Mad Men: Season 3
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Returning for its third season, the two-time Golden Globe®-winning series for Best TV Drama bursts with one scandalous surprise after another. Jon Hamm and the rest of the award-winning ensemble continue to captivate us as they contend with a world on the brink. Welcome to “Mad Men” - a shocking portrait of a time that was anything but innocent. Nothing is as sexy. Nothing is as provocative. Nothing is as it seems. “Mad Men": Where the Truth Lies.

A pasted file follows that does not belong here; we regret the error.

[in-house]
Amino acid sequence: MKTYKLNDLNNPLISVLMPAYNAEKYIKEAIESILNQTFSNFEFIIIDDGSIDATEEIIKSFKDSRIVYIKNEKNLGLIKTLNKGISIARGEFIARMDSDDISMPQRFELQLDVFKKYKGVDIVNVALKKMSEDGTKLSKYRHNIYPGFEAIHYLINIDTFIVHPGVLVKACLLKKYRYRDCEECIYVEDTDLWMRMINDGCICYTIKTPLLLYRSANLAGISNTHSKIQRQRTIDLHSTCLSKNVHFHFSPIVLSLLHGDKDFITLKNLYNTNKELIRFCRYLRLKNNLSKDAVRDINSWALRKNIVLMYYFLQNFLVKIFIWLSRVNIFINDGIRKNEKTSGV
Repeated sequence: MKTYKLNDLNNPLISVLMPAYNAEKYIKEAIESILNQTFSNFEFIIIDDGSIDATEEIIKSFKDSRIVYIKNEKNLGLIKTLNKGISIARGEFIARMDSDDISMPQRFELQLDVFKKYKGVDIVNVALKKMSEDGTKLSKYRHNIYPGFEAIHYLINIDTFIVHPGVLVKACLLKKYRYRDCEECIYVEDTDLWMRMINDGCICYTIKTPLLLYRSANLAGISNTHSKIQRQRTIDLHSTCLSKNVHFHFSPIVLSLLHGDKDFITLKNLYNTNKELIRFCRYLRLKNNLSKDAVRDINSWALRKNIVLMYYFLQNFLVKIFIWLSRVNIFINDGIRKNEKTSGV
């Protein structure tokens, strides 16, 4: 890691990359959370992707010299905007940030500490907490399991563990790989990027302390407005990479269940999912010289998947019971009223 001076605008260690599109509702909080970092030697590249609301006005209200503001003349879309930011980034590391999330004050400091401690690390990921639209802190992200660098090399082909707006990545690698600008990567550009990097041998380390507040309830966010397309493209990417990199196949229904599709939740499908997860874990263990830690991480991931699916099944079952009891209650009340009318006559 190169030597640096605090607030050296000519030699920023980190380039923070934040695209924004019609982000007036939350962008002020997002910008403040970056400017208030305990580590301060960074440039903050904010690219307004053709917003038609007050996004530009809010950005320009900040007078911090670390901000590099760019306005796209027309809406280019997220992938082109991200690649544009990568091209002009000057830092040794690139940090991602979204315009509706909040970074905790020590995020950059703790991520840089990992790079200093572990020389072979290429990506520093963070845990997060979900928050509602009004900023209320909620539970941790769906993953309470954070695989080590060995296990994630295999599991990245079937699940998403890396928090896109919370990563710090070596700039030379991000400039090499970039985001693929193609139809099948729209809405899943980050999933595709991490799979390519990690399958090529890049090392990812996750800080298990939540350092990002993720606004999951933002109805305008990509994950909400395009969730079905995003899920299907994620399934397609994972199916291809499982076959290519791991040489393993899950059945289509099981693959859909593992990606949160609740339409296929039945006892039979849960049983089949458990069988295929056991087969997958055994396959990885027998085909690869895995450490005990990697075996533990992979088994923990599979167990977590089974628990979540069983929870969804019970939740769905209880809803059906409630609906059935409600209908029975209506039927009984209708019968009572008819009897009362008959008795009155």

Everything about Mad Men is stylish, even when it's all falling apart. And in season 3 of this Emmy-winning drama, many things fall apart--marriages, childhood, even the ad agency itself--but the unspoolings play out delicately and tragically, making for utterly compelling television. Don Draper (Jon Hamm) appears to dedicate himself to being a devoted family man, with the impending birth of his third child with Betty (January Jones), but the premiere episode, "Out of Town," has him right back to his philandering ways. While the Drapers do enjoy a romantic interlude during a business trip to Italy that makes you wish those darn kids could just work it out, the writing's on the wall that this marriage is sputtering out. Adding to the complication is Betty's discovery of Don's identity-switching past, her own dalliance with a politician, and their oldest child Sally's growing petulance as she observes her world crumbling around her (9-year-old Kiernan Shipka is a revelation). Meanwhile, the Brits infiltrate Sterling Cooper after a merger, leaving Pete (Vincent Kartheiser) and Ken (Aaron Staton) competing for the same job; Conrad Hilton (Chelcie Ross) brings in his business and his idiosyncrasies; the closeted Sal (Bryan Batt) nearly gets pushed out of the closet by some compromising situations; Peggy (Elisabeth Moss) asserts herself in the workplace and experiments with loosening her collar (this includes a surprising fling); and Joan (Christina Hendricks, arguably the sexiest woman on television) finally leaves the agency to be a housewife, only to find herself looking for work when her doctor husband comes up short in the promotion department. As usual, the comic relief lies in the reliable hands of the razor-sharp John Slattery as agency partner Roger Sterling, whose marriage to the much-younger former secretary of Don's drives tension between the once-chummy colleagues. At the end of the season, JFK's assassination provides a tragic backdrop for people preoccupied with their own troubles. The top-drawer writing and staging feels very much like a play, especially in the way it merges Don Draper's past with his present. Each episode also includes commentary by creator Matthew Weiner, various writers and directors, and pretty much all cast members (some are entertaining, some pretty superfluous). Also included are featurettes on the history of cigarette advertising and civil-rights documentaries on Medgar Evers and the "I Have a Dream" speech. The latter features, while substantial and well made, feel curiously out of place next to the materialistic and ethically challenged characters on Madison Avenue. Although not as consistent as the first two seasons, Mad Men's third season has enough power to keep it the best series of 2009. --Ellen A. Kim